Chessen: Significantly so, yeah. Impossible to quantify, but enough so that it’s certainly “noticeable.”
Roman: Have you met any resistance to your programs?
Chessen: I actually look forward to meeting resistance. I want some out-of-shape moron to suggest that fitness is not important with regard to young people who do not actively engage in physical activity and often have motor deficits. Oh, how I would cherish the opportunity.
Really, the biggest problem I have to combat is ignorance about what fitness actually is, how fitness and sports are different entities, and how to convince people (mostly parents) that they can actually create and implement fitness programs in the home.
Adaptive Physical Education programs, from my experience, are simply not doing the greatest job. It is really time for an overhaul of the entire education system, PE and Adaptive PE included.
Roman: What would you say your training/fitness philosophy is? I mean with your clients here, not your personal stuff. As I mentioned, you’re a beast.
Chessen: My two main goals with my athletes are to get them moving better and to provide them with the opportunity to enjoy movement and exercise. I am a big proponent of building movement fundamentals through bodyweight activities, particularly animal-based movements and gymnastic hybrids.
And as I alluded to a moment ago, I also think everybody, my athletes with autism included, should learn how to lift heavy objects. Different types of heavy objects.
One of the training concepts that came out of my behavior analysis education was what I call “Generalization Training.” Learning how to perform the same movement with a variety of different stimuli (objects) is extremely important.
If you can clean and press 100 pounds on a barbell, can you also do it with a heavy medicine ball? A sandbag? A dumbbell? The more variety of implements, the more you can translate the movement pattern to life or sport skills.
Roman: Interesting. I fee like most of us weren’t picturing that for Autism Fitness. What results do you typically see with your athletes?
Chessen: Regardless of their functional ability, all of my athletes begin to move better in all areas (pushing, pulling, rotation, locomotion). For some of my athletes, particularly those who have lower adaptive functioning, it may take a few months before they begin to really enjoy exercise.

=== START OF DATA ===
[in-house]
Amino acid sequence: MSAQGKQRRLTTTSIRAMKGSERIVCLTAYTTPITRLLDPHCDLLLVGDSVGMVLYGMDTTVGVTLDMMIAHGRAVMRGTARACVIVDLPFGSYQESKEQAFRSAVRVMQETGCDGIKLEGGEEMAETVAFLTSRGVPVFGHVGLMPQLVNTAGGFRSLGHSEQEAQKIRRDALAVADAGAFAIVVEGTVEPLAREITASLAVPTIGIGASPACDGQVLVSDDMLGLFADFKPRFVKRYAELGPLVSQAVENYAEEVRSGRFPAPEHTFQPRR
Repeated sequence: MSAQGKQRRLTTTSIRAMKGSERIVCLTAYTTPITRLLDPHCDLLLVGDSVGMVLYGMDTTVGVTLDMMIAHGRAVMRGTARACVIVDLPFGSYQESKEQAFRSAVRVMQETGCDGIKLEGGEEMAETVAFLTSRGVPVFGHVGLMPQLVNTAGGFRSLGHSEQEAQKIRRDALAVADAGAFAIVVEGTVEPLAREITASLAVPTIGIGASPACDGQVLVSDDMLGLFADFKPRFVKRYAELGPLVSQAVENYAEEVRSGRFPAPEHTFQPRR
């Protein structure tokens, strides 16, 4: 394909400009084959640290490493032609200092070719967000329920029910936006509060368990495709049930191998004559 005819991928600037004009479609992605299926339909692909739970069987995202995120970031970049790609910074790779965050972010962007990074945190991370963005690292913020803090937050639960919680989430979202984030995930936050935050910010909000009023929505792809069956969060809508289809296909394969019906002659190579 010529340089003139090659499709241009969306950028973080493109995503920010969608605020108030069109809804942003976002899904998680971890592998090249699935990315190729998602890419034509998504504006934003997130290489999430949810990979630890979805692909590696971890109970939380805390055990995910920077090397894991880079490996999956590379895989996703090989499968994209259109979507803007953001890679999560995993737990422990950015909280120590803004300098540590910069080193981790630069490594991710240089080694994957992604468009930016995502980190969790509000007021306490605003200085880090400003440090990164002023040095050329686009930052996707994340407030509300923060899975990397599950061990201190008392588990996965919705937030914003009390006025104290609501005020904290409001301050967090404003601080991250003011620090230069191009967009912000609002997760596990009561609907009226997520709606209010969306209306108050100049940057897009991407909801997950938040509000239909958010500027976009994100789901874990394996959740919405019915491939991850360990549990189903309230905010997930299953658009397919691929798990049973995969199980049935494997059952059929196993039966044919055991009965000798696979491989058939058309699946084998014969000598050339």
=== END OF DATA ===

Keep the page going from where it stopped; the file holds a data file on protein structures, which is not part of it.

I’ve developed my own functional screen, called the PAC profile, out of necessity. It stands for Physical, Adaptive, and Cognitive. Most of my athletes who score high on two out of the three have had their confidence and enjoyment of physical activity ruined by sports-based PE, awful coaches, or a lack of exposure to new and innovative exercise modalities.
Roman: So that’s where you come in.
Chessen: That’s exactly where I come in.
The biggest success is when my athletes request a particular activity, or begin engaging in physical activity when I’m not around. That is the generalization part: Being able to demonstrate mastered skills in new environments and situations. I get to witness the emergence of self confidence too, especially in my adolescent and teen athletes. That’s everything Autism Fitness is about. That’s life.
Roman: That’s great, great stuff man. Thanks so much for doing this. Where can my readers check out more about you, your program and all the work you’ve done and are continuing to do?
Chessen: Yes, thank you so much for having me, and really just thank you for being wiling to post this on your site, man. This is big stuff. People can (and should!) check us out at www.AutismFitness.com.
Roman: Awesome, we’ll get that up on the blog, and I’ll send out some newsletters.
Okay guys, thank you so much for reading and being interested.
This is really, really important stuff, Eric is doing great work. If you have anyone in your family on the Spectrum, or if you know anyone who does, please forward this on.
Please let them know about Eric, and let them know that there are people fighting for special needs populations, and pioneering efforts to get great fitness information to those individuals and their families.
I cannot endorse this more fully.
Thank you again—and if you have ANY questions, leave them in the comments; Eric will be popping in to answer them!